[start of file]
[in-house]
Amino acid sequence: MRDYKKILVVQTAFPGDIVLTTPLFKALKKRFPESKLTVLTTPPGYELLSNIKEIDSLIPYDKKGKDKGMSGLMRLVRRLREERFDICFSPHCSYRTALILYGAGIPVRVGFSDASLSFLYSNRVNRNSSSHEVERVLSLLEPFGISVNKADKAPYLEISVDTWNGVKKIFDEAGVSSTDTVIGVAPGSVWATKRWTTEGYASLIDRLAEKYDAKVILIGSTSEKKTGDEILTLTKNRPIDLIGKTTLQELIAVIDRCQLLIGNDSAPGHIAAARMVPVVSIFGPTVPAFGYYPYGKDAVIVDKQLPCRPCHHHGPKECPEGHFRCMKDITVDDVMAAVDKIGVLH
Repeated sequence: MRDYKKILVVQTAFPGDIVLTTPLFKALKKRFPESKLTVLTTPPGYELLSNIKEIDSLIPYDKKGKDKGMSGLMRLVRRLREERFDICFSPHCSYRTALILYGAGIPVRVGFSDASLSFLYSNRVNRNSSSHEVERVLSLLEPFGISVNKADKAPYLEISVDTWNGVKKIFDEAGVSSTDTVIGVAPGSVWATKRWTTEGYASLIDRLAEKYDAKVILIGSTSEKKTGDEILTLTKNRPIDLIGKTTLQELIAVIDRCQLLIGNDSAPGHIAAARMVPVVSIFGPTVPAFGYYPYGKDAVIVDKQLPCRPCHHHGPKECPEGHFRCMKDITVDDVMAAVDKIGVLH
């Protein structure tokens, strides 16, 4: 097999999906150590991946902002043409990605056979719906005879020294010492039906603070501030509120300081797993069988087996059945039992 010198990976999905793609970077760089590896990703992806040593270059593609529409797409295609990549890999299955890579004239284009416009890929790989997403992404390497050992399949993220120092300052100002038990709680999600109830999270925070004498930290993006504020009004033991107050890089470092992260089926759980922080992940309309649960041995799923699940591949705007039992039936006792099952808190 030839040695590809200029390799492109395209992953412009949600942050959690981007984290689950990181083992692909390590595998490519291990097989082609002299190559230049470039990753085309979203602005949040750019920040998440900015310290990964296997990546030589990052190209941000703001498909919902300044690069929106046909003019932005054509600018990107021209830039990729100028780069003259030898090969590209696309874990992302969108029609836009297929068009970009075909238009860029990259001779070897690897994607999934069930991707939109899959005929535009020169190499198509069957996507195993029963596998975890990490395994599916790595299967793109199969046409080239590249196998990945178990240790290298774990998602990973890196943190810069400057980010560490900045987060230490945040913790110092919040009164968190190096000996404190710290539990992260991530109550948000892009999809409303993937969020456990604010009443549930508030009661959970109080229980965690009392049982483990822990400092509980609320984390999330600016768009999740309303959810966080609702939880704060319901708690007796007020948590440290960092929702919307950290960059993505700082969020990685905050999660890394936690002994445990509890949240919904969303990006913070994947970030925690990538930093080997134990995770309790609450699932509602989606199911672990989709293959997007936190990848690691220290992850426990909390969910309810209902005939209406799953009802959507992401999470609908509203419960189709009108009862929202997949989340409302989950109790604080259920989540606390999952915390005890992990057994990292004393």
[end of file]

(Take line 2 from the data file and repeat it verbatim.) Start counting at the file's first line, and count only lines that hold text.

Amino acid sequence: MRDYKKILVVQTAFPGDIVLTTPLFKALKKRFPESKLTVLTTPPGYELLSNIKEIDSLIPYDKKGKDKGMSGLMRLVRRLREERFDICFSPHCSYRTALILYGAGIPVRVGFSDASLSFLYSNRVNRNSSSHEVERVLSLLEPFGISVNKADKAPYLEISVDTWNGVKKIFDEAGVSSTDTVIGVAPGSVWATKRWTTEGYASLIDRLAEKYDAKVILIGSTSEKKTGDEILTLTKNRPIDLIGKTTLQELIAVIDRCQLLIGNDSAPGHIAAARMVPVVSIFGPTVPAFGYYPYGKDAVIVDKQLPCRPCHHHGPKECPEGHFRCMKDITVDDVMAAVDKIGVLH